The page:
1960 H-D Topper
Milwaukee goes scootering
It probably seemed like a fair bet at the time.
The year was 1959. World War II was fading in the country’s memory, the baby boom was coming on strong, and there were plenty of young people in need of transportation. Several companies—Cushman and Vespa among them—were selling scooters nearly as fast as they could make them.
Maybe, Harley-Davidson brass figured, America’s sole remaining motorcycle company should get into the market. Thus was born the Topper, Harley-Davidson’s enigmatic and short-lived scooter that was about as far removed from the firm’s big-bore road bikes as a two-wheeled vehicle could be.
“Tops them all in beauty! Tops them all in performance!” said the ad copy.
Hmmm. OK, to its credit, the machine did have a few innovations. Its Scootaway Drive—a variable belt transmission—was twist-and-go simple, making the Topper even easier to operate than a Vespa. And the fiberglass bodywork, which looks a little chunky today, certainly was more integrated than the bodywork on most Cushmans of the era, which often (but not always) had exposed engines.
The motor, descended from the 125cc engine Harley received from German DKW as war reparations, wasn’t exactly perfect for a fully enclosed scooter. The two-stroke mill was billed as 10 cubic inches (165cc) and rated at 9 ponies, but it was cooled only by whatever air could reach it under the seat—there was no fan.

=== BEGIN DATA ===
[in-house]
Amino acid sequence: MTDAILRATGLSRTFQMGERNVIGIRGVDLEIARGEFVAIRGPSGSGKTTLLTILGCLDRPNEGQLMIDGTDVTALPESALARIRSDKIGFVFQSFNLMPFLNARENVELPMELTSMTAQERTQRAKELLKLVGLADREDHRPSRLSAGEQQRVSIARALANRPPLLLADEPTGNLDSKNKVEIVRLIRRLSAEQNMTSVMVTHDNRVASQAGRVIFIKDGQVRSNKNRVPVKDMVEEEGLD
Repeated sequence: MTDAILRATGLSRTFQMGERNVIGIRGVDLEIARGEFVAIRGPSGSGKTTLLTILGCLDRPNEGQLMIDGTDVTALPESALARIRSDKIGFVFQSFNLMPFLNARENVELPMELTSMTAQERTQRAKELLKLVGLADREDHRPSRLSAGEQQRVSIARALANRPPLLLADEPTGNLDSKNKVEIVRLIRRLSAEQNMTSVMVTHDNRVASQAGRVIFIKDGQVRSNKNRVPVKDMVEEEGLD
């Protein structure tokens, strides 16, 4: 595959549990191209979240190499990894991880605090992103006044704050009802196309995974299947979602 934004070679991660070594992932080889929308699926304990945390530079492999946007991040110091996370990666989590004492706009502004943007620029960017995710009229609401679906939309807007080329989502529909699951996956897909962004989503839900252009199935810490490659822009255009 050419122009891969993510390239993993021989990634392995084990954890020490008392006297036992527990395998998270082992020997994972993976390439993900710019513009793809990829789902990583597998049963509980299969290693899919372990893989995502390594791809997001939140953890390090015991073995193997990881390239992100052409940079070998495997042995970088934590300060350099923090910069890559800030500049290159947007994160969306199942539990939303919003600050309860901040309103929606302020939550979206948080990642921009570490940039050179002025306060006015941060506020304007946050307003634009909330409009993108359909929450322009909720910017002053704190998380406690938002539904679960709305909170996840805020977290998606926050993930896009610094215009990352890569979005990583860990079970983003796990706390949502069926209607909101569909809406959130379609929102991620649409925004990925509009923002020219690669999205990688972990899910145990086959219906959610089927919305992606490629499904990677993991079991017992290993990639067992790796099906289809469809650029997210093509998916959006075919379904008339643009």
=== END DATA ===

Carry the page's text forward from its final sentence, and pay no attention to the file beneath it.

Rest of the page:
Harley officials seemed concerned about how their new machine would be received. In magazines, they stressed H-D’s motorcycling history—and its business acumen—as much as the machine itself. Still, there was no shortage of hyperbole. William H. Davidson even predicted: “As our sales campaign gathers momentum, we confidently expect Harley-Davidson to become as prominent in the scooter field as it is in motorcycles.”
Alas, that was not to be. Sales lagged, and Toppers, like this 1960 model owned by Don Lewis of Ashland, Ohio, and now on display in the Motorcycle Hall of Fame Museum, lasted just five years in the Harley line. It’s estimated that fewer than 3,000 were sold.
© 2008, Motorcycle Hall of Fame Museum
Two-stroke single with reed-valve induction
10 cubic inches
Points; 6-volt coils
Clutchless variable-belt “Scootaway Drive” primary drive; chain final drive